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The Role of Electric Drones in Military Applications

Since the start of the decade, electric drones have proved to be a versatile and absolutely essential element in any national armory. First, in a major flare-up of the Azerbaijan-Armenian conflict and later on the Ukrainian front lines, electric drones have developed rapidly in multiple roles. They can add significant capabilities to all military branches, and their rapid development and adaptation to battlefield conditions has already changed the face of modern warfare.


In this blog, we’ll look at how drones have become so important in military applications, the different types of electric drones now deployed, and their roles in the battlefield.



Why Electric Drones Have Become a Combat Essential


The first concept of drones (i.e., unmanned aerial vehicles or UAVs) can be traced back centuries, if not millennia, such as the Chinese paper lanterns designed to descend and combust on enemy camps. In recent decades, the US DoD, in particular, has invested a lot in the research and development of “surgical strike” UAVs, resulting in combat drones such as the Predator and Reaper. These fixed-wing drones can carry large payloads and fly long distances at high altitudes. However, they are also costly to develop, produce, and command. 


The development of lighter, cheaper, medium-altitude combat UAVs, such as the Turkish Bayraktar TB2, led to an expansion of the role of mass-produced combat drones, followed by the rise in extremely cheap electric drones. The reasons for the very sudden growth in the use of drones mainly comes down to the following:


Electric Propulsion


While large long-distance drones such as the MQ-9 (Reaper) use energy-dense fossil fuels, this limits where and how they can be used. In line with the development of civilian recreational drones, using electric propulsion powered by lithium-ion batteries has broadened the potential users of electric military drones. This allows small units in the field to carry, command, and recharge drones on the move.


Materials 


Military drones must be as lightweight as possible and durable enough to survive small-arms fire or anti-drone actions (including kites or large raptors). Advances in producing hardy but light composite materials, such as carbon fiber and Kevlar, have allowed drone manufacturers to build low and medium-altitude drones that have reduced radar cross-sections, are more resistant to impact damage, and require lower propulsion. Thus, they also reduce their noise output, enhancing their survivability.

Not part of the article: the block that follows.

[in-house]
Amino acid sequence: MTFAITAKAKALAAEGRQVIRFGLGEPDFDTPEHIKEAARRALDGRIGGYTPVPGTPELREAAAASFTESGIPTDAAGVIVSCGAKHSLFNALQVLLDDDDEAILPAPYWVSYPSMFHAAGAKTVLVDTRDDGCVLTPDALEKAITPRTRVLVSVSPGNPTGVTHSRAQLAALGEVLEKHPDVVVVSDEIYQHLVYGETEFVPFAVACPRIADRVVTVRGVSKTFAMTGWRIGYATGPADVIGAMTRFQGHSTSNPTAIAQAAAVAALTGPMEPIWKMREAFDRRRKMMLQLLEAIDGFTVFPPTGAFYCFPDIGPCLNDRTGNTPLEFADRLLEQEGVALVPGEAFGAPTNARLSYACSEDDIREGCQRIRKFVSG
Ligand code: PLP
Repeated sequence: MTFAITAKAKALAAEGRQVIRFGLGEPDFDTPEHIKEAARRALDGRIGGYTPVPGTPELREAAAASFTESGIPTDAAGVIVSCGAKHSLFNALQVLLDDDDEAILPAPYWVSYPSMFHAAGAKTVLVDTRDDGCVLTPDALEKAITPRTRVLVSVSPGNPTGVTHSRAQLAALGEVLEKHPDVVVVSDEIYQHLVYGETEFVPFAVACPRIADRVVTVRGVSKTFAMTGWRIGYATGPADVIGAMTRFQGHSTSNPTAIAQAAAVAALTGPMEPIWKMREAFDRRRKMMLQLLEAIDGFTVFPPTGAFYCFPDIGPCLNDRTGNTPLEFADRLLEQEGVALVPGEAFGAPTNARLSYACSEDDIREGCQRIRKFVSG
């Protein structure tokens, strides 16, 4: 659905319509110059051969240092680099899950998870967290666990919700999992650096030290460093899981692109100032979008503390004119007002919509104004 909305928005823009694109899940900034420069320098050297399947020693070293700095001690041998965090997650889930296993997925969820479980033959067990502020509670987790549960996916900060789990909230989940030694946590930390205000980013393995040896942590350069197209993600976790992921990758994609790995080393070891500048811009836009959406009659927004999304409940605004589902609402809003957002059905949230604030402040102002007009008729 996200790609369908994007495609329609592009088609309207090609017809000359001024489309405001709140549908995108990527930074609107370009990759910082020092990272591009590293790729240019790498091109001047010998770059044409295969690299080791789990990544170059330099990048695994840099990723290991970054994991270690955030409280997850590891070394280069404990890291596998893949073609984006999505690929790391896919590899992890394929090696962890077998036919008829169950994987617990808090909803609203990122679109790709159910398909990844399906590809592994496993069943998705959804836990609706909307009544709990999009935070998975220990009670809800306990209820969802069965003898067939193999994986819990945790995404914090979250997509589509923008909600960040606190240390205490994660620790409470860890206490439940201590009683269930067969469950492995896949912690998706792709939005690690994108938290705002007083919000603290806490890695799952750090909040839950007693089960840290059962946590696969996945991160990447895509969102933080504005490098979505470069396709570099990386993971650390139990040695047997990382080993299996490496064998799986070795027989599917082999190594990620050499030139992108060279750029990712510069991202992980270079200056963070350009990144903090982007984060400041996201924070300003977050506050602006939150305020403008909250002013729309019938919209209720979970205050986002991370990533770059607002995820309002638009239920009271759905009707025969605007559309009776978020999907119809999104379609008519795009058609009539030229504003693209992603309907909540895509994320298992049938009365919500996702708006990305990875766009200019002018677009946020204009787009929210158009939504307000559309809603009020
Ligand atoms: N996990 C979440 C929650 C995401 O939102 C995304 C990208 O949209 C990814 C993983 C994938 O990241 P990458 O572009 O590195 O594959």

Communications Technology


The rapid expansion in civilian communication technologies, such as 4G and 5G, has been united with existing military satellite and local radio-wave communications to improve drone operators' control over even very simple drones at long distances. This, again, gives operators on the ground greater capacity to use drones for multiple purposes as needs arise, reducing the need for inter-unit communications on objectives. 


These improvements have also become available to civilian purchasers at low prices, meaning that, in Ukraine, for example, units can source highly functional combat drones that can easily be adapted to their needs for anywhere between $500 and $10,000.





Types of Electric Drones


Reconnaissance


Also known as surveillance or ISR (Intelligence, Surveillance, and Reconnaissance), these drones use high-res cameras, infrared sensors, and other reconnaissance technologies to observe the enemy. The drones can move and seek out or sit above positions, feeding real-time imagery or other data to command units. These electric drones are useful for situational awareness, intelligence gathering, target acquisition, and battle damage assessment.


Combat


While “drone strikes” from purposefully developed attack drones such as the MQ-1 (Predator) and MQ-9 are a commonly understood action even in civilian parlance, the modern combat drone plays quite a different role. Limited by size, payloads may not be large guided missiles but modified grenades, mortar, or RPG rounds that are dropped on enemies below. The drone itself may also become a guided weapon when used as a “suicide drone” and driven, with its payload, into enemy vehicles or artillery.


Electric combat drones also play a significant role in assisting artillery units with their aim, allowing for triangulation of sight markers and immediate assessment of accuracy. 


Cargo


Electric drones also play a significant role in battlefield logistics, with their ability to resupply positions quickly and under very challenging circumstances. This is especially true for medical or ammunition supplies or even drones themselves. 



Conclusion


While the concept of drones isn’t new, the development of cheap and lightweight, yet durable and easy-to-control electric drones has seen them become an ever-present entity on the modern battlefield. Recent conflicts have shown that electric drones have a broad spectrum of possible military applications, including observation, target acquisition, aim adjustment, dropping of explosives, and battlefield resupply. 


The increased use of electric drones on the battlefield also requires portable electrical infrastructure for recharging in the field. At Enercon, we have worked hard to develop the Mobile Tactical Battlefield Recharger (MTBR), a highly portable energy generation and distribution unit that can move with units as they do.


To find out more about the MTBR and how we can provide electrical solutions for military applications, reach out to our team today. 

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